Address: 27 Welbeck Street, London, W1G 8EN
Tel: 020 7101 3377

Understanding the Results: Interpretation of Thyroid Ultrasound Scans

Thyroid tumours - Symptoms and causes

Thyroid tumors can be either benign (non-cancerous) or malignant (cancerous), with the majority being benign. They arise from different cell types within the thyroid gland, leading to various types of tumors with distinct characteristics and treatment approaches. Understanding these tumors is crucial for appropriate diagnosis, treatment, and management.

Types of Thyroid Tumors

  1. Benign Thyroid Tumors

    • Thyroid adenomas: These are the most common benign thyroid tumors, presenting as nodules within the gland. They typically do not cause symptoms and do not spread beyond the thyroid gland.
  2. Malignant Thyroid Tumors (Thyroid Cancer)

    • Papillary thyroid cancer: The most common type of thyroid cancer, accounting for about 80% of cases. It grows slowly and is usually curable, especially if diagnosed early.
    • Follicular thyroid cancer: Makes up about 10-15% of thyroid cancer cases. It’s more likely to spread to the blood vessels and distant organs compared to papillary cancer but still has a good prognosis.
    • Medullary thyroid cancer: Accounts for 3-4% of thyroid cancers. It originates from C cells that produce calcitonin, a hormone. It can be sporadic or part of genetic syndromes like Multiple Endocrine Neoplasia type 2 (MEN2).
    • Anaplastic thyroid cancer: A rare, aggressive form of thyroid cancer that is difficult to treat. It typically occurs in older adults.

Symptoms of Thyroid Tumors

Many thyroid tumors do not cause symptoms, especially in the early stages. When symptoms do occur, they may include:

  • A palpable nodule or lump in the neck
  • Changes in voice, including hoarseness
  • Difficulty swallowing or breathing
  • Swollen lymph nodes in the neck
  • Pain in the thyroid region or neck


The diagnosis of thyroid tumors often involves:

  • Physical examination: To check for nodules or swelling in the thyroid gland.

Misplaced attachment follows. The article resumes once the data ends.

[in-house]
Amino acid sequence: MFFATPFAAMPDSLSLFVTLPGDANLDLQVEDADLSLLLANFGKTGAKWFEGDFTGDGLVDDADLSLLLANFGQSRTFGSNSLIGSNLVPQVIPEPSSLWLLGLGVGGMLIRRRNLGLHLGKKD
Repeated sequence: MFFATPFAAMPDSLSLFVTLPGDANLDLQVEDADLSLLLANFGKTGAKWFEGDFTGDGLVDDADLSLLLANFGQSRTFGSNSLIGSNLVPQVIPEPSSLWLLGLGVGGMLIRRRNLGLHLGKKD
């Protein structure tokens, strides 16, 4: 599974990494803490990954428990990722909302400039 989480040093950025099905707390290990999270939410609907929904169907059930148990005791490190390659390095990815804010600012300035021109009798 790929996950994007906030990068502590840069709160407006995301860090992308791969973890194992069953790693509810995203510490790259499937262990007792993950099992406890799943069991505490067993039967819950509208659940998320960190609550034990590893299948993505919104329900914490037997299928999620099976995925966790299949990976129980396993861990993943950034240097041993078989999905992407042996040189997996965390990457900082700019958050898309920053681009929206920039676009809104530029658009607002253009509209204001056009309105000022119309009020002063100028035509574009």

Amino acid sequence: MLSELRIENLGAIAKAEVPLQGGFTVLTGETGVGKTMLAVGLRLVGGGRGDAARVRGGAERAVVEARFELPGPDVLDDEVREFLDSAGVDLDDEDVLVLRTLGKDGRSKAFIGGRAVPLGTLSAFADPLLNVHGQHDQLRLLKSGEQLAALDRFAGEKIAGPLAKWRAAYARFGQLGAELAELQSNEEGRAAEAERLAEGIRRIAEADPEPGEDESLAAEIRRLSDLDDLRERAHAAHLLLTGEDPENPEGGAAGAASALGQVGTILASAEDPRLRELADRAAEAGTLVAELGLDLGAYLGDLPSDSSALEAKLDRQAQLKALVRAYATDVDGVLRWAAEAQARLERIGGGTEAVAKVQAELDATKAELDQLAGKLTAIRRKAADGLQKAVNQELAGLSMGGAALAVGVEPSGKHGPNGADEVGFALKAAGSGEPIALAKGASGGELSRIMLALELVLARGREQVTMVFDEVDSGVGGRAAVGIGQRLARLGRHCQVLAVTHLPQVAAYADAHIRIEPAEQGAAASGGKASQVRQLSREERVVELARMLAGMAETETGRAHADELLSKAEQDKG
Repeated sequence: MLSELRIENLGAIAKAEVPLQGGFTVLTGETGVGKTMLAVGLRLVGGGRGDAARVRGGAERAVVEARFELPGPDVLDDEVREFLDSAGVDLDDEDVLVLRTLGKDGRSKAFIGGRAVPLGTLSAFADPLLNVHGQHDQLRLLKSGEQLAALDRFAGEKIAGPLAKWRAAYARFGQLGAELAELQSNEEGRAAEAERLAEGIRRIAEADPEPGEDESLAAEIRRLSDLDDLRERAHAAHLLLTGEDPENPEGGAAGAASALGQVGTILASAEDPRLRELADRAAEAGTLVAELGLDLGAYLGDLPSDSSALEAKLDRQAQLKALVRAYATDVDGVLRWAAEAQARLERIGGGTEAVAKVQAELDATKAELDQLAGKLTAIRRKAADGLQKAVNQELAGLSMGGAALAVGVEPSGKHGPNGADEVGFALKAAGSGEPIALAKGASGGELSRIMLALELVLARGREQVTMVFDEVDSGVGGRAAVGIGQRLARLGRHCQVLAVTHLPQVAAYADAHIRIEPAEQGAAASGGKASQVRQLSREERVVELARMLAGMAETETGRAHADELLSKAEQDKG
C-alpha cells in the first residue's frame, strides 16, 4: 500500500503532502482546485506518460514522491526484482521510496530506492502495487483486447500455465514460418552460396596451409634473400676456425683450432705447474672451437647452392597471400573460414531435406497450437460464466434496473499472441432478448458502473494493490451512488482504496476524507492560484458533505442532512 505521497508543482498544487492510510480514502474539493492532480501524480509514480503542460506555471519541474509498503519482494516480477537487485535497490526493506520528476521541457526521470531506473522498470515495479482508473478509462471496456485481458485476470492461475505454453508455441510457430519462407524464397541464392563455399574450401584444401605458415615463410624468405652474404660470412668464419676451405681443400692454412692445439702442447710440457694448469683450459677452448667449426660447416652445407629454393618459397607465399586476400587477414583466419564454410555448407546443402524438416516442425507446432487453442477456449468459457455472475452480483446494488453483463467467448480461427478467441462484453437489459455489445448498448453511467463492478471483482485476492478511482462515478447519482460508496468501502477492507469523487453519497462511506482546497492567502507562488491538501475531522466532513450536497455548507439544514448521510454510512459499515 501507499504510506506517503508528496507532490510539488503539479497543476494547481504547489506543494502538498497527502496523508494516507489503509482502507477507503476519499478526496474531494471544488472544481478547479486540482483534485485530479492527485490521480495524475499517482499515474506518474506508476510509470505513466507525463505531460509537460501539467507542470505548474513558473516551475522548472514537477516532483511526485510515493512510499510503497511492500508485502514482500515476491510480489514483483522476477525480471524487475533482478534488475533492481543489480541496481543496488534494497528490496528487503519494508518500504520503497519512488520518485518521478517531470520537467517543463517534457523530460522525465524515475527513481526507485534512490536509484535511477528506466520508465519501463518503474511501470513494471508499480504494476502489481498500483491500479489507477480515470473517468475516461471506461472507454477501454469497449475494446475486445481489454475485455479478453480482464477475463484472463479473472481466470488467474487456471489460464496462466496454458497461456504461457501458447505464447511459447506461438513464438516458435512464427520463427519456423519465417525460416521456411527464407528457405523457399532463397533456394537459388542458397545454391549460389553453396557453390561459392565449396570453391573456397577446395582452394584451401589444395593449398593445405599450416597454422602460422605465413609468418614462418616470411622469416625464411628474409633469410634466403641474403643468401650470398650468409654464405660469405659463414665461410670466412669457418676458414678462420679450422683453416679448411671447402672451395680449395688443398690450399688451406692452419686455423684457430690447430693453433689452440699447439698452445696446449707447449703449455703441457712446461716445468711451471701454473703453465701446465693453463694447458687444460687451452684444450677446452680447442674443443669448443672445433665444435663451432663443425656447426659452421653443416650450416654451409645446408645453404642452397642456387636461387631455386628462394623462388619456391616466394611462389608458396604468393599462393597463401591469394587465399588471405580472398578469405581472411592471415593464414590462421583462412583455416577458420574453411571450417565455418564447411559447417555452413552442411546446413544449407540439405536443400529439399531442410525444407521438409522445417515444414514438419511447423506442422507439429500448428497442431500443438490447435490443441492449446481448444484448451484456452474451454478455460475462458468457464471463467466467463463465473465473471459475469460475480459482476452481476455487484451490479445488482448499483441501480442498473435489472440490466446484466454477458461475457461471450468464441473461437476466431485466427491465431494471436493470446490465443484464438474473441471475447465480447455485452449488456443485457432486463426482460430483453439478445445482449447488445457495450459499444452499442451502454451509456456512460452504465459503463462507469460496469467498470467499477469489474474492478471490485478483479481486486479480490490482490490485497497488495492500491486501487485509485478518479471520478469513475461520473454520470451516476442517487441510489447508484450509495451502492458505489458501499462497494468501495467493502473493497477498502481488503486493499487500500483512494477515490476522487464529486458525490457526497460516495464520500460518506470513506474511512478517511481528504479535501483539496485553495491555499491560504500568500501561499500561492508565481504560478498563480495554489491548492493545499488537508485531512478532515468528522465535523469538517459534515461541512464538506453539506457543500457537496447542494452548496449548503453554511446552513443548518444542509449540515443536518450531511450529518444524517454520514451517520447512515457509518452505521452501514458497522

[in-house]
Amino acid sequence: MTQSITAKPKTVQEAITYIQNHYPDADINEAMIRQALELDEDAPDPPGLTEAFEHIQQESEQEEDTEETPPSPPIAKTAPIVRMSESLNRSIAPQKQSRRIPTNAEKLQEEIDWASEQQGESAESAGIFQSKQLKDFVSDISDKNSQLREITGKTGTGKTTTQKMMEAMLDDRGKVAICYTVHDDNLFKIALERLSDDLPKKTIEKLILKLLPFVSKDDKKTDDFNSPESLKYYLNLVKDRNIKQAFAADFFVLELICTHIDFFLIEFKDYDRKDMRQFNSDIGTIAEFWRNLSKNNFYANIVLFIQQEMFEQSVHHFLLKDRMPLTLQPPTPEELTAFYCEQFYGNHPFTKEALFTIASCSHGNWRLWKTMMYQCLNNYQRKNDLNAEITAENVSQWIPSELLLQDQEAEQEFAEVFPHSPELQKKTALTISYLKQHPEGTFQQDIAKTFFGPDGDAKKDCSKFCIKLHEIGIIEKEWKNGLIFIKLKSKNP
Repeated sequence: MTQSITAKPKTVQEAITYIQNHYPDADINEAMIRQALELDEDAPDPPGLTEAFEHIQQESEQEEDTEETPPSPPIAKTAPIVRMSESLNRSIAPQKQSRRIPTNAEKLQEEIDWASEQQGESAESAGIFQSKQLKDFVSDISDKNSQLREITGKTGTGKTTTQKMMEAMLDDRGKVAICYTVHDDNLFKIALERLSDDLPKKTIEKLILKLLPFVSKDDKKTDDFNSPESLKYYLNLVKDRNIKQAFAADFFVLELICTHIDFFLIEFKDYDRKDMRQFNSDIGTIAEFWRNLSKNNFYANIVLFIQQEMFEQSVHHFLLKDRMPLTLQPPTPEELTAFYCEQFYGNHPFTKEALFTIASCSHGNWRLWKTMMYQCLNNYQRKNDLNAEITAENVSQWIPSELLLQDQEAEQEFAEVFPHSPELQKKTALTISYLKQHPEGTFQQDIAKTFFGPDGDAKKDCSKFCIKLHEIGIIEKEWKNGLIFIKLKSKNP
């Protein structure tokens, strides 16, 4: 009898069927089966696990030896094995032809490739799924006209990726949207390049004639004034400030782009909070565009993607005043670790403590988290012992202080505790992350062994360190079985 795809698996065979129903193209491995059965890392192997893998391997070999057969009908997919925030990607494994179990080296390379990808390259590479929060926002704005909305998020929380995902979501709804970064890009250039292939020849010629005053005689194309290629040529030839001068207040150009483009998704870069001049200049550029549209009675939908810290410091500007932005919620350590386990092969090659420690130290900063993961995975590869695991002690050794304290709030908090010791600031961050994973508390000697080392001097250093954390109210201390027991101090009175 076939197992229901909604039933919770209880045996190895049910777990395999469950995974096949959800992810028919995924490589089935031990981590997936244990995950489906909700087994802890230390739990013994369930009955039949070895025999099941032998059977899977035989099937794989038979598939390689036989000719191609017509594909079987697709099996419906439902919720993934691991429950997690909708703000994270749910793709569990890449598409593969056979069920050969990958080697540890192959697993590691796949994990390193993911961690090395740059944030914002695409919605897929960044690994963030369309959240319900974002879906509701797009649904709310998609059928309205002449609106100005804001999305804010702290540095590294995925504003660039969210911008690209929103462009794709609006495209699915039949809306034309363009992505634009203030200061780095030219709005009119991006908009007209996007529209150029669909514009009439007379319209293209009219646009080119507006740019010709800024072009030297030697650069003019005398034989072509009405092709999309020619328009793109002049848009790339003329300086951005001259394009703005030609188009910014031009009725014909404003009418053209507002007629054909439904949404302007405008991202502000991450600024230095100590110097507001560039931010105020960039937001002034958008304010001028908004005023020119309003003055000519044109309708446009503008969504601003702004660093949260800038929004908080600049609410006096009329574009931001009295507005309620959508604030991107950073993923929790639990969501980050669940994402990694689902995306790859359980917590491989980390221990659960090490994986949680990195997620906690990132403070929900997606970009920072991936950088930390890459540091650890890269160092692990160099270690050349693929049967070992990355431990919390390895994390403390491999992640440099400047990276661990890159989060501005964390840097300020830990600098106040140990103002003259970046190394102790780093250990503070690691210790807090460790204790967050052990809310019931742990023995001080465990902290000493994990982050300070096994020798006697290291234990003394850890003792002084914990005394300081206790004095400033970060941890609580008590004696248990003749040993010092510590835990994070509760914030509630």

• Blood tests: Assessing thyroid function and, for medullary thyroid cancer, measuring calcitonin levels.
  • Ultrasound: To evaluate the characteristics of thyroid nodules.
  • Fine-needle aspiration biopsy (FNAB): The removal of thyroid tissue for microscopic examination, which is crucial for determining if a tumor is benign or malignant.
  • Genetic testing: Particularly for medullary thyroid cancer, to identify hereditary conditions.


Treatment depends on the type and stage of the tumor, as well as the patient’s overall health:

  • Benign tumors often require monitoring without immediate treatment. Surgery may be recommended if the tumor causes symptoms or cosmetic concerns.
  • Papillary and follicular thyroid cancers are typically treated with surgery to remove part or all of the thyroid gland, possibly followed by radioactive iodine therapy to eliminate any remaining cancer cells.
  • Medullary thyroid cancer treatment includes surgery, and patients may also benefit from genetic counseling.
  • Anaplastic thyroid cancer may require a combination of surgery, radiation therapy, and chemotherapy, although the prognosis remains challenging.

Follow-up and Prognosis

Regular follow-up care is important for anyone diagnosed with a thyroid tumor to monitor for recurrence, especially for thyroid cancers. The prognosis for thyroid cancer is generally favorable, with high survival rates for papillary and follicular cancers. Early detection and treatment significantly improve outcomes, underscoring the importance of monitoring thyroid health and addressing any changes promptly.

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Address: 27 Welbeck Street, London, W1G 8EN

Telephone020 7101 3377